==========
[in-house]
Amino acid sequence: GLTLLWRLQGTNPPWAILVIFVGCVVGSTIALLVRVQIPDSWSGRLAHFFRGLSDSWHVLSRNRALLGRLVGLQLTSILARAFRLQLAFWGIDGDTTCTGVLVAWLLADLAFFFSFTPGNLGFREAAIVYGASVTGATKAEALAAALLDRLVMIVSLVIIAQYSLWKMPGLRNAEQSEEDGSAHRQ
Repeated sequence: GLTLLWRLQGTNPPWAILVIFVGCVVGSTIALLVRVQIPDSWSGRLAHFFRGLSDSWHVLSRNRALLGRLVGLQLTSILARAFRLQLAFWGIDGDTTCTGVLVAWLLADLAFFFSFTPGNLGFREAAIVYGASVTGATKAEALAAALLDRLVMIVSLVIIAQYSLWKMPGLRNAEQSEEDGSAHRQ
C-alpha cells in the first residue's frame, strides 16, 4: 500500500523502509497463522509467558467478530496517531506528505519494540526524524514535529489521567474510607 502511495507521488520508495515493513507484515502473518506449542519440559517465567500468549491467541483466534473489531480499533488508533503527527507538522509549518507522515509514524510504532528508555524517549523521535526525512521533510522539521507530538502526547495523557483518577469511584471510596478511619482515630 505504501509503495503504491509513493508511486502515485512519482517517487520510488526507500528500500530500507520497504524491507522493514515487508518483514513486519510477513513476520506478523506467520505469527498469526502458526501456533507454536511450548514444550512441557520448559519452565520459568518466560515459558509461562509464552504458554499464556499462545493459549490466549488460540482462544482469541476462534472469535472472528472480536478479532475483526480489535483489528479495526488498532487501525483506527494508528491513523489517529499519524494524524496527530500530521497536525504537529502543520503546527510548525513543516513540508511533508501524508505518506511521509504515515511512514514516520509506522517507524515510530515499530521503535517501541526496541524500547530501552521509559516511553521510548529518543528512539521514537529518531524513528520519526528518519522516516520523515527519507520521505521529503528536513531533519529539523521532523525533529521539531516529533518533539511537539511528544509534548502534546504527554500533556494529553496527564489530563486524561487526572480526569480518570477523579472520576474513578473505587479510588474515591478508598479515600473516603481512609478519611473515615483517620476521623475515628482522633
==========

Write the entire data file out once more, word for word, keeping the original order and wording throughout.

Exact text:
[in-house]
Amino acid sequence: GLTLLWRLQGTNPPWAILVIFVGCVVGSTIALLVRVQIPDSWSGRLAHFFRGLSDSWHVLSRNRALLGRLVGLQLTSILARAFRLQLAFWGIDGDTTCTGVLVAWLLADLAFFFSFTPGNLGFREAAIVYGASVTGATKAEALAAALLDRLVMIVSLVIIAQYSLWKMPGLRNAEQSEEDGSAHRQ
Repeated sequence: GLTLLWRLQGTNPPWAILVIFVGCVVGSTIALLVRVQIPDSWSGRLAHFFRGLSDSWHVLSRNRALLGRLVGLQLTSILARAFRLQLAFWGIDGDTTCTGVLVAWLLADLAFFFSFTPGNLGFREAAIVYGASVTGATKAEALAAALLDRLVMIVSLVIIAQYSLWKMPGLRNAEQSEEDGSAHRQ
C-alpha cells in the first residue's frame, strides 16, 4: 500500500523502509497463522509467558467478530496517531506528505519494540526524524514535529489521567474510607 502511495507521488520508495515493513507484515502473518506449542519440559517465567500468549491467541483466534473489531480499533488508533503527527507538522509549518507522515509514524510504532528508555524517549523521535526525512521533510522539521507530538502526547495523557483518577469511584471510596478511619482515630 505504501509503495503504491509513493508511486502515485512519482517517487520510488526507500528500500530500507520497504524491507522493514515487508518483514513486519510477513513476520506478523506467520505469527498469526502458526501456533507454536511450548514444550512441557520448559519452565520459568518466560515459558509461562509464552504458554499464556499462545493459549490466549488460540482462544482469541476462534472469535472472528472480536478479532475483526480489535483489528479495526488498532487501525483506527494508528491513523489517529499519524494524524496527530500530521497536525504537529502543520503546527510548525513543516513540508511533508501524508505518506511521509504515515511512514514516520509506522517507524515510530515499530521503535517501541526496541524500547530501552521509559516511553521510548529518543528512539521514537529518531524513528520519526528518519522516516520523515527519507520521505521529503528536513531533519529539523521532523525533529521539531516529533518533539511537539511528544509534548502534546504527554500533556494529553496527564489530563486524561487526572480526569480518570477523579472520576474513578473505587479510588474515591478508598479515600473516603481512609478519611473515615483517620476521623475515628482522633